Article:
A Peacock (?) Fit for a King
We've just sold a pair of chairs with a very unusual carving on their crest rails. It looks like a peacock, but we think it's a phoenix. Why? Because of its symbolism.
When these chairs were made, c. 1680, literacy was spreading steadily, and when a culture is literate, visual symbolism declines. But even as late as 1680, symbolism was still important, particularly when it had to do with the recently restored monarchy. Flashing one's royalist credentials was the socially adept thing to do. Now, the peacock has nothing to do with the monarchy, whereas the phoenix did -- or at least, might.
Any carver would have seen a peacock, but we doubt that he had seen a phoenix, not unless he happened to have been in Egypt on a specific day that occurred only once every 500 years -- so the chances are slim, to say the least.
As we are sure you know, there was only one phoenix alive at any one time. It lived in India (which in the period meant the Far East in general) and on its 500th birthday, it filled its wings with sweet smelling spices and flew to Heliopolis in Egypt. There, a priest prepared an altar topped with kindling and dry wood. The phoenix lay on the pyre and ignited the kindling by striking its beak on a stone. It fanned the fire with its wings and was quickly reduced to ashes. Next day, a small wormlike creature emerged from the ashes, and in two days it had grown into another phoenix. On the third day, the phoenix stretched its wings, saluted the priest and flew back home to India.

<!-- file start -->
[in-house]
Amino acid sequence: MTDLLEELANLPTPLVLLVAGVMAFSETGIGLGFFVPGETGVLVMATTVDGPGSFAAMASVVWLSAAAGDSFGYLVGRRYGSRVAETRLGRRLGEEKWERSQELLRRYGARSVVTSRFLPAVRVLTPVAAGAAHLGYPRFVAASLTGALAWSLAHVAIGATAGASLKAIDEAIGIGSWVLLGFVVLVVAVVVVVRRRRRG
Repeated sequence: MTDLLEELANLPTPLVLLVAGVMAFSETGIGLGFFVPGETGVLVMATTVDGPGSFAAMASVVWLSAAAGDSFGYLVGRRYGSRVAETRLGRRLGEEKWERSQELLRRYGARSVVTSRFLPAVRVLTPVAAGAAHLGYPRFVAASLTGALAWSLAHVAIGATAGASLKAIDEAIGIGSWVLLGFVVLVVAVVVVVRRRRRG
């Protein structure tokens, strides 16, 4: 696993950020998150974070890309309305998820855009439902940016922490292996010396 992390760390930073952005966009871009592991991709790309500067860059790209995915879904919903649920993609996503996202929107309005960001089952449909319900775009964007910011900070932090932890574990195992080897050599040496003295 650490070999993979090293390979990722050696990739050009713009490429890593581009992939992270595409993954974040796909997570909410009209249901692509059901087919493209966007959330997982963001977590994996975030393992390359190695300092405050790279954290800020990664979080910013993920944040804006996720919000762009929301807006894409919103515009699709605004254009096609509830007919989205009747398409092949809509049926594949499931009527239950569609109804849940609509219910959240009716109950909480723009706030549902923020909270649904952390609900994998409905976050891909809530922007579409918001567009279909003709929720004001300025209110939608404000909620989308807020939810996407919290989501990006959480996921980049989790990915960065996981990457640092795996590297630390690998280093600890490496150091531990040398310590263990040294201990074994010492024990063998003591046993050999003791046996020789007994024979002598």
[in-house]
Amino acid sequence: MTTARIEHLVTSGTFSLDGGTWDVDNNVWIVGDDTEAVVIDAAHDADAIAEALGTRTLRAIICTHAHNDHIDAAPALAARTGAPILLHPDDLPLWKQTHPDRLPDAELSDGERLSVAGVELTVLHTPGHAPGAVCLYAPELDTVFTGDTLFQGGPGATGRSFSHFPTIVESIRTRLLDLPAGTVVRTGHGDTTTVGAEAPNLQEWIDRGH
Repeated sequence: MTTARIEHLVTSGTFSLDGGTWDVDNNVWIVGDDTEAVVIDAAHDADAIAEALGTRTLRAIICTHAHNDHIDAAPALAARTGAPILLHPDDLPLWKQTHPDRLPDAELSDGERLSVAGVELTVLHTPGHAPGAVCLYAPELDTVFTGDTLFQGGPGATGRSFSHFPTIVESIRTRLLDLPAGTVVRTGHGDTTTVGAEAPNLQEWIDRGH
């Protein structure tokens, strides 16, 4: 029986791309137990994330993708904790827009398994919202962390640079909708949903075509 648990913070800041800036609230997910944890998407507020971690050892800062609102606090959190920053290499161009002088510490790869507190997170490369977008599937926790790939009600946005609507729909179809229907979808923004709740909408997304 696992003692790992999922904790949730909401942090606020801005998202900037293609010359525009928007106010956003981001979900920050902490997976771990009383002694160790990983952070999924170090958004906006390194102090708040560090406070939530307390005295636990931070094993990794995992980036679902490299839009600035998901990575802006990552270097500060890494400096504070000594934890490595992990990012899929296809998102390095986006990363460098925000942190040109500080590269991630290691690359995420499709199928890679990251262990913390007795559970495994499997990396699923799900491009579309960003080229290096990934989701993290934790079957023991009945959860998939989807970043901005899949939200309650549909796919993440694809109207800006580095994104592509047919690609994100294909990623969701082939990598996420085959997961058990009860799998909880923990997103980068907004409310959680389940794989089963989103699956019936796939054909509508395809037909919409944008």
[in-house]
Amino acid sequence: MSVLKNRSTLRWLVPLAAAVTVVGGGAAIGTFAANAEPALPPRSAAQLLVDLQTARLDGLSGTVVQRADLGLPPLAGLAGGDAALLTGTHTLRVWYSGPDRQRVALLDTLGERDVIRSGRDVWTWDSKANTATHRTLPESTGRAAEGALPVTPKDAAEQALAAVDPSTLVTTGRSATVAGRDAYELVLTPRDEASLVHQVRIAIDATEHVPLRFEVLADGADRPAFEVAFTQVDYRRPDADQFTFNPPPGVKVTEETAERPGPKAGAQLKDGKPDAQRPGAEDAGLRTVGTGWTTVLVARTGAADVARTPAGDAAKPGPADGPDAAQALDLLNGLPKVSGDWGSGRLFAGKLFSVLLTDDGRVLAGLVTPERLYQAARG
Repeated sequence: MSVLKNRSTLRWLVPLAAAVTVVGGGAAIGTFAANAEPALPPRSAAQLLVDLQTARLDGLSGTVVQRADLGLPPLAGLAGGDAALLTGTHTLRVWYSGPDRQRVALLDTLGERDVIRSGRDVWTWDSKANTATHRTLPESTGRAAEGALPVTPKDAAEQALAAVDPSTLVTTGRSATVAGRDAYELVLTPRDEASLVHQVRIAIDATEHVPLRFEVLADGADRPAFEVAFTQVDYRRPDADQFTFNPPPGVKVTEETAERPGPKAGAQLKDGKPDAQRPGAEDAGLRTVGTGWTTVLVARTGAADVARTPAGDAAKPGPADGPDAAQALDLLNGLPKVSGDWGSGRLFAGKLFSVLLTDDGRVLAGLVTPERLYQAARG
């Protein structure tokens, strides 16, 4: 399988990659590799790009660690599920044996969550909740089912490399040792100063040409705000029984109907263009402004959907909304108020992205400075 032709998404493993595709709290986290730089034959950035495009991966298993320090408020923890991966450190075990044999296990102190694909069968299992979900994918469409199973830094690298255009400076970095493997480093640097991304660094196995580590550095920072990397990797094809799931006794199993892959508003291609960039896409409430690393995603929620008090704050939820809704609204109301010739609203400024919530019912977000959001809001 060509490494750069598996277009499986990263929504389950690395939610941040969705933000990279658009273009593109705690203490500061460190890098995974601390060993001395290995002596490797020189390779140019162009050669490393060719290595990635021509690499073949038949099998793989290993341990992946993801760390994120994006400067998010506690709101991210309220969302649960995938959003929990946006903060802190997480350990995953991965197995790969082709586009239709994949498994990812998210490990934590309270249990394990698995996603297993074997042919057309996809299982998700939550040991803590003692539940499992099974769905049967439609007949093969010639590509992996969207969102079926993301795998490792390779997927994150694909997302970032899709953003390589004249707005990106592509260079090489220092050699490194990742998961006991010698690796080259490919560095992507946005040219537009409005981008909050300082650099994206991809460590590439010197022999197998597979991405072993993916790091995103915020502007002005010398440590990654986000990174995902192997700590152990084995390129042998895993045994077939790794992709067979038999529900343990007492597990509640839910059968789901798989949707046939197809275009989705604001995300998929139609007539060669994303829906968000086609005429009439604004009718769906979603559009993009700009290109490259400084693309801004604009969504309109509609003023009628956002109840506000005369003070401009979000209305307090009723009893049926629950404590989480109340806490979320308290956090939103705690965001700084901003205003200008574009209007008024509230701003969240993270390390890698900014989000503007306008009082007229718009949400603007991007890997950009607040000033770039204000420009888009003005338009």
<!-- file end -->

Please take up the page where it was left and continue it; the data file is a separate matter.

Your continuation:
Obviously, the phoenix was made to symbolize the resurrection of Christ. But it could equally well symbolize the restoration of the monarchy after the Cromwellian hiatus, and thus become a badge of loyalty to the crown. In this vein, it might refer also to the hereditary nature of the monarchy: "The King is dead. Long live the King."
OK, the phoenix may be historically more appropriate than a peacock, but why does it look so much like one? Because in real life it did. According to the Bestiary of Pierre de Beauvais,
[The Phoenix] wears on its head a crest like the peacock; its breast and its throat are resplendent with red, and it gleams like fine gold; towards its tail it is blue as the clear sky."
Our carver must have breathed a sigh of relief as he headed straight for the nearest peacock to serve as his model. On the front stretcher he carved a simpler bird that doesn't look at all like a peacock, but which may still be a phoenix.
Medieval bestiaries were concerned with symbolic meanings and exotic stories: not at all with anatomical exactitude. Look at our illustrations from bestiaries. In some the phoenix had a crest, in others it didn't; sometimes it had a long tail, sometimes a short. Noone seemed to care -- it was what it stood for that mattered. So, in our opinion, this bird on this crest rail looks like a peacock but means like a phoenix.